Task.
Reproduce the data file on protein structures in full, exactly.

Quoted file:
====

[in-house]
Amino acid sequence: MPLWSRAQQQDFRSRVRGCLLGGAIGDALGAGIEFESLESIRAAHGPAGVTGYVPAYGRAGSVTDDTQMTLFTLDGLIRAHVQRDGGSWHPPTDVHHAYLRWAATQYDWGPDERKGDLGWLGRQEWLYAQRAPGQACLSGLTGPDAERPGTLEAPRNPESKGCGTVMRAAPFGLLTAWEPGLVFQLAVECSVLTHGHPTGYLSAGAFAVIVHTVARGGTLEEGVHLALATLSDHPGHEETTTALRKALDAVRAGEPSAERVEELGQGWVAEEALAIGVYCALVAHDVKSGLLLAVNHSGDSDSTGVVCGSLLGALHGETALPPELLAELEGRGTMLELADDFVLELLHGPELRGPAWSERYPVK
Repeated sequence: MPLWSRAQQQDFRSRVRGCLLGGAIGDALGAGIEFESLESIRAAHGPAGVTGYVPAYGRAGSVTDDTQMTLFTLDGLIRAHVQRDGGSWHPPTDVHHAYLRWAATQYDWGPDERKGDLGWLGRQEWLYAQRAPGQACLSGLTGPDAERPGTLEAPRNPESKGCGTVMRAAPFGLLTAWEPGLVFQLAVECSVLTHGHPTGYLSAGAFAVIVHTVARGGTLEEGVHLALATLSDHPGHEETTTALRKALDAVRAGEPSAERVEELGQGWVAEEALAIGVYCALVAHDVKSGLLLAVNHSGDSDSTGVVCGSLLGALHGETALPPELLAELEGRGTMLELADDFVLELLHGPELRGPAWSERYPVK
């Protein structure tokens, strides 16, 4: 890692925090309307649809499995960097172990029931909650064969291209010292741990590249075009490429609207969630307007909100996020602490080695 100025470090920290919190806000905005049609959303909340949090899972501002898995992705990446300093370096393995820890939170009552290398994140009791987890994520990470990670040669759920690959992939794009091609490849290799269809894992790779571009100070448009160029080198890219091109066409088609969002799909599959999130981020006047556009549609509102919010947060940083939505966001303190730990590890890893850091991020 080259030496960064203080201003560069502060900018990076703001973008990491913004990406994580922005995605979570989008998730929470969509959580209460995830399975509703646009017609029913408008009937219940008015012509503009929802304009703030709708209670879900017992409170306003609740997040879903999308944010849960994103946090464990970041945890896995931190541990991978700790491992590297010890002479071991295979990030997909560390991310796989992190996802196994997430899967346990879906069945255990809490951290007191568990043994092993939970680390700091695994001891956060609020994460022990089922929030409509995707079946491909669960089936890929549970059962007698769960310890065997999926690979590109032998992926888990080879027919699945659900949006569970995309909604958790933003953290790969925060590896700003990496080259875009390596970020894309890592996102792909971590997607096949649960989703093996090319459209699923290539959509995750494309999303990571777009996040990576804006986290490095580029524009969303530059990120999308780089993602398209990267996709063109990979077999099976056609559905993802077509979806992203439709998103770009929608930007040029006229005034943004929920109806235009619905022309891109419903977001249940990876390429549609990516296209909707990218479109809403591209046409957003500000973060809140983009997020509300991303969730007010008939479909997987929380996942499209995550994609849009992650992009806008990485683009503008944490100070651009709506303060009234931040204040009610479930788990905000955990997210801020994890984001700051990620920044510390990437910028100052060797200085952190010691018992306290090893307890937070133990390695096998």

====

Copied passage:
[in-house]
Amino acid sequence: MPLWSRAQQQDFRSRVRGCLLGGAIGDALGAGIEFESLESIRAAHGPAGVTGYVPAYGRAGSVTDDTQMTLFTLDGLIRAHVQRDGGSWHPPTDVHHAYLRWAATQYDWGPDERKGDLGWLGRQEWLYAQRAPGQACLSGLTGPDAERPGTLEAPRNPESKGCGTVMRAAPFGLLTAWEPGLVFQLAVECSVLTHGHPTGYLSAGAFAVIVHTVARGGTLEEGVHLALATLSDHPGHEETTTALRKALDAVRAGEPSAERVEELGQGWVAEEALAIGVYCALVAHDVKSGLLLAVNHSGDSDSTGVVCGSLLGALHGETALPPELLAELEGRGTMLELADDFVLELLHGPELRGPAWSERYPVK
Repeated sequence: MPLWSRAQQQDFRSRVRGCLLGGAIGDALGAGIEFESLESIRAAHGPAGVTGYVPAYGRAGSVTDDTQMTLFTLDGLIRAHVQRDGGSWHPPTDVHHAYLRWAATQYDWGPDERKGDLGWLGRQEWLYAQRAPGQACLSGLTGPDAERPGTLEAPRNPESKGCGTVMRAAPFGLLTAWEPGLVFQLAVECSVLTHGHPTGYLSAGAFAVIVHTVARGGTLEEGVHLALATLSDHPGHEETTTALRKALDAVRAGEPSAERVEELGQGWVAEEALAIGVYCALVAHDVKSGLLLAVNHSGDSDSTGVVCGSLLGALHGETALPPELLAELEGRGTMLELADDFVLELLHGPELRGPAWSERYPVK
């Protein structure tokens, strides 16, 4: 890692925090309307649809499995960097172990029931909650064969291209010292741990590249075009490429609207969630307007909100996020602490080695 100025470090920290919190806000905005049609959303909340949090899972501002898995992705990446300093370096393995820890939170009552290398994140009791987890994520990470990670040669759920690959992939794009091609490849290799269809894992790779571009100070448009160029080198890219091109066409088609969002799909599959999130981020006047556009549609509102919010947060940083939505966001303190730990590890890893850091991020 080259030496960064203080201003560069502060900018990076703001973008990491913004990406994580922005995605979570989008998730929470969509959580209460995830399975509703646009017609029913408008009937219940008015012509503009929802304009703030709708209670879900017992409170306003609740997040879903999308944010849960994103946090464990970041945890896995931190541990991978700790491992590297010890002479071991295979990030997909560390991310796989992190996802196994997430899967346990879906069945255990809490951290007191568990043994092993939970680390700091695994001891956060609020994460022990089922929030409509995707079946491909669960089936890929549970059962007698769960310890065997999926690979590109032998992926888990080879027919699945659900949006569970995309909604958790933003953290790969925060590896700003990496080259875009390596970020894309890592996102792909971590997607096949649960989703093996090319459209699923290539959509995750494309999303990571777009996040990576804006986290490095580029524009969303530059990120999308780089993602398209990267996709063109990979077999099976056609559905993802077509979806992203439709998103770009929608930007040029006229005034943004929920109806235009619905022309891109419903977001249940990876390429549609990516296209909707990218479109809403591209046409957003500000973060809140983009997020509300991303969730007010008939479909997987929380996942499209995550994609849009992650992009806008990485683009503008944490100070651009709506303060009234931040204040009610479930788990905000955990997210801020994890984001700051990620920044510390990437910028100052060797200085952190010691018992306290090893307890937070133990390695096998």